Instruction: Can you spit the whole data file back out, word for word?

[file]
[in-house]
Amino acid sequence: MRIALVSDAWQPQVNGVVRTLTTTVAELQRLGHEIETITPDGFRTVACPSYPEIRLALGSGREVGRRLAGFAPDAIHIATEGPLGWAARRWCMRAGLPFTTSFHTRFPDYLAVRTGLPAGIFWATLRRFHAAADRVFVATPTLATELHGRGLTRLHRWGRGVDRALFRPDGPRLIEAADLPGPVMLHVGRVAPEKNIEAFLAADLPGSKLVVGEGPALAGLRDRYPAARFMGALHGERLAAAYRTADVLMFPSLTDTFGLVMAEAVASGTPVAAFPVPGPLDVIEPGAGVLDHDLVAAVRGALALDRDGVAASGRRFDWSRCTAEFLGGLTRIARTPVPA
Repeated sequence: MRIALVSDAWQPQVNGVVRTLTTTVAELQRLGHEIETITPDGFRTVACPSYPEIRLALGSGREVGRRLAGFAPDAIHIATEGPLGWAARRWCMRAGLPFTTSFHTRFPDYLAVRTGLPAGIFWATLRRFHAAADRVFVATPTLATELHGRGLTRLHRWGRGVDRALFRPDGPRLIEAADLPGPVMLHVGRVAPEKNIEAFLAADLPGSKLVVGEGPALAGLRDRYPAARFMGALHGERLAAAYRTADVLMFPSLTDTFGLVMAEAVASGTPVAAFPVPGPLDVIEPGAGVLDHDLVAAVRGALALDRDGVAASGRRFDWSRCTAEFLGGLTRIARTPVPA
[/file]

[in-house]
Amino acid sequence: MRIALVSDAWQPQVNGVVRTLTTTVAELQRLGHEIETITPDGFRTVACPSYPEIRLALGSGREVGRRLAGFAPDAIHIATEGPLGWAARRWCMRAGLPFTTSFHTRFPDYLAVRTGLPAGIFWATLRRFHAAADRVFVATPTLATELHGRGLTRLHRWGRGVDRALFRPDGPRLIEAADLPGPVMLHVGRVAPEKNIEAFLAADLPGSKLVVGEGPALAGLRDRYPAARFMGALHGERLAAAYRTADVLMFPSLTDTFGLVMAEAVASGTPVAAFPVPGPLDVIEPGAGVLDHDLVAAVRGALALDRDGVAASGRRFDWSRCTAEFLGGLTRIARTPVPA
Repeated sequence: MRIALVSDAWQPQVNGVVRTLTTTVAELQRLGHEIETITPDGFRTVACPSYPEIRLALGSGREVGRRLAGFAPDAIHIATEGPLGWAARRWCMRAGLPFTTSFHTRFPDYLAVRTGLPAGIFWATLRRFHAAADRVFVATPTLATELHGRGLTRLHRWGRGVDRALFRPDGPRLIEAADLPGPVMLHVGRVAPEKNIEAFLAADLPGSKLVVGEGPALAGLRDRYPAARFMGALHGERLAAAYRTADVLMFPSLTDTFGLVMAEAVASGTPVAAFPVPGPLDVIEPGAGVLDHDLVAAVRGALALDRDGVAASGRRFDWSRCTAEFLGGLTRIARTPVPA